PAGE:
EEG-ML

1. What is EEG-ML?

EEG for Machine Learning (EEG-ML) is an effort to facilitate the use of portable electroencephalography (EEG) devices in the intelligent tutoring systems and education community. The EEG signal is a voltage signal that can be measured on the surface of the scalp, arising from large areas of coordinated neural activity manifested as synchronization (groups of neurons firing at the same rate). This neural activity varies as a function of development, mental state, and cognitive activity, and the EEG signal can measurably detect such variation. Machine learning methods recognize the complex patterns in the EEG signals and construct classifiers that predicts students' brain states that are relevant to learning. Many general-purpose EEG processing software and machine learning packages have been implemented and distributed; however, combining the two often involves complicated coding effort. To assist researchers who are new to this topic, EEG-ML helps to simplify the process so that the researchers can focus on experiment design. EEG-ML inputs a EEG data set, a behavioral task data set, and some specification of a machine learning experiment that a researcher likes to run. EEG-ML generates and executes the code to train and test the machine learning classifiers.

2. How to download and use EEG-ML?


EEG-ML is implemented in Matlab, so you need to have Matlab installed and running. Commercial and student license of Matlab can be purchased from Mathworks. By the way, for those of you who are not familiar with Matlab, Mark S. Gockenbach has an excellent, introductory tutorial to Matlab.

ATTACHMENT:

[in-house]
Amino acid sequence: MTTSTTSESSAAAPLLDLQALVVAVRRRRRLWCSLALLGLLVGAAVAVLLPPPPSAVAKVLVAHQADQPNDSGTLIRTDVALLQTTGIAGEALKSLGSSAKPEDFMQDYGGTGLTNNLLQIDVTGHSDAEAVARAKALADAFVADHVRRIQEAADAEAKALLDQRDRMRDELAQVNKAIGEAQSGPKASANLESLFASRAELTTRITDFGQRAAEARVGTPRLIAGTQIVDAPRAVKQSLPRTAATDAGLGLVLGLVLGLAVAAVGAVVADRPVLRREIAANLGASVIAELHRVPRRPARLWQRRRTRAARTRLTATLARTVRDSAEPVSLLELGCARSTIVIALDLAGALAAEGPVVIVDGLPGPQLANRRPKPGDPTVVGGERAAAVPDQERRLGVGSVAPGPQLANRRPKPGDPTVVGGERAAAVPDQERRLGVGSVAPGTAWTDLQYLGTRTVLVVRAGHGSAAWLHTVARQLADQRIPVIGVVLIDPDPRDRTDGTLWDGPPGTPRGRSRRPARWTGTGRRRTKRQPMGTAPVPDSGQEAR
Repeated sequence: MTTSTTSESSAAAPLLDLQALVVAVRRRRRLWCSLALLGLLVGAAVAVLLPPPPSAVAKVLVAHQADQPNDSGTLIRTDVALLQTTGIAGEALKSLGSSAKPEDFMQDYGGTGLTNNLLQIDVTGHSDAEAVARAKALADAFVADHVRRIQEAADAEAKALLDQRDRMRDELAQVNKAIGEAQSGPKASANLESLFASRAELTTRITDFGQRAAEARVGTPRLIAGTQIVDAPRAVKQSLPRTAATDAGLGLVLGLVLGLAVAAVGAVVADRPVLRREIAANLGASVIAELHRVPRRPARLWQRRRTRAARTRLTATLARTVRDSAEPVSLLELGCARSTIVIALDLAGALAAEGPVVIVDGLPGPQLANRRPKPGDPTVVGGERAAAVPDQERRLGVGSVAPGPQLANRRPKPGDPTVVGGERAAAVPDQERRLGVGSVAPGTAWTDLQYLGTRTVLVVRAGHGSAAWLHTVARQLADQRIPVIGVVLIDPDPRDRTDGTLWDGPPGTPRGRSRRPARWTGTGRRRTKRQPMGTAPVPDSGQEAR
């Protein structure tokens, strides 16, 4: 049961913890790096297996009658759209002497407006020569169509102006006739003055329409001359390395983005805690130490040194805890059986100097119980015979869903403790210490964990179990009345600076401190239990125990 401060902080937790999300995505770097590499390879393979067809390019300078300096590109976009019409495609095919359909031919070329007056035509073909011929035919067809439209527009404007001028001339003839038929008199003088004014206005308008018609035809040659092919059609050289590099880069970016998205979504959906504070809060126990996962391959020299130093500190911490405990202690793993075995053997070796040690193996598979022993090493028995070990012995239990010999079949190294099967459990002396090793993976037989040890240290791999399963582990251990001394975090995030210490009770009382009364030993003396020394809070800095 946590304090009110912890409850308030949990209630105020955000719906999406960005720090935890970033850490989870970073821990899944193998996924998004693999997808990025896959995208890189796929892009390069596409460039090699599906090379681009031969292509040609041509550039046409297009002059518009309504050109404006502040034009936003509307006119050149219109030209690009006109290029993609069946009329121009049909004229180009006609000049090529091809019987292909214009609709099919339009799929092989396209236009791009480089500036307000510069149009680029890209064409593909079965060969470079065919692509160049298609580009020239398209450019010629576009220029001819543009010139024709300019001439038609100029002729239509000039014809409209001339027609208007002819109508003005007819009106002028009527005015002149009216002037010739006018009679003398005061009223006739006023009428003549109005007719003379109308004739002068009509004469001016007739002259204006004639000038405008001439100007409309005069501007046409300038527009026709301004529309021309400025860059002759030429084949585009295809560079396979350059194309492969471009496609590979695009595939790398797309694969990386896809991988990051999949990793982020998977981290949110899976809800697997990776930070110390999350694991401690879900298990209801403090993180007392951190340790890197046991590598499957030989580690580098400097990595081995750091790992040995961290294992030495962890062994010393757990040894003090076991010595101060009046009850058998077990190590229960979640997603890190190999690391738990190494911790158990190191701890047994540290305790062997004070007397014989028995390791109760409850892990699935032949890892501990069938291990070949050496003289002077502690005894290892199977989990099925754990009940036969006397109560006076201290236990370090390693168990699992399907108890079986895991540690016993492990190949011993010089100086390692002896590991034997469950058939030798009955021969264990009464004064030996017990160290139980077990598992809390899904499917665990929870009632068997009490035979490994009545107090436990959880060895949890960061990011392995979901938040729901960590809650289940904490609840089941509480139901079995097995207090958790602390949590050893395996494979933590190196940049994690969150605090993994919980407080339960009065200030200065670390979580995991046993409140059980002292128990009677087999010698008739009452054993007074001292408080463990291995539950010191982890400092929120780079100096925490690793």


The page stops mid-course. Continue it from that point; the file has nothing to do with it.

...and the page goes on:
Here's a quick 'Hello World' example:
  1. Open Matlab
  2. Navigate to the classifier/base/src folder
  3. Add this folder to the path (you can do this by typing 『addpath(pwd)』into the Command Window)
  4. Navigate to the classifier/example/src folder
  5. Run the example_script.m file (you can do this by typing 『example_script' into the Command Window)
  6. You should receive the output 「n=58 accuracy=0.79* p=0.00」 after the algorithm runs for about a minute.

3. Step-by-step explanation of the EEG-ML toolkit

To set up an experiment, you should create a folder with two folders: 『src' and 『data'.

The 『data' folder should contain the files used for the experiment. The data you want to analyze should be separated into two files (1) an EEG file which holds the data collected from the EEG and (2) a task file that holds the behavioral labels i.e. the label that the classifier is trying to predict. All data files are CSV files with tabs as delimiters (meaning that there is a 『\t' separating every column and a 『\n' separating every line)

The 『src' folder should contain a .m file (you can copy the example_script.m file from the classifier/example/src folder as a reference). The contents of this file will be described in the 『script' subsection.

The following figure gives an architectural overview of the different components.

a. EEG File

This is a file that contains the EEG data collected over the course of the experiment.  It is recommended (for efficiency reasons) to break an EEG recording session into several segments (represented by different rows).  Some of the columns could be left blank if no data is available.  The columns are as follows (see classifier/example/data/eeg.xls for an example):

 Column  Description   Example
 machine  The name of the machine that the data is collected on (could be blank)  RT11-DEMETER
 subject  The subject id of the participant whose EEG data is recorded in this segment.  52
 start_time  The start time of this segment in the format 「year/month/day hour:minute:second.millisecond」.  2014/01/01 20:39:50
 end_time  The end time of this segment in the format 「year/month/day hour:minute:second.millisecond」.  2014/01/01 20:39:50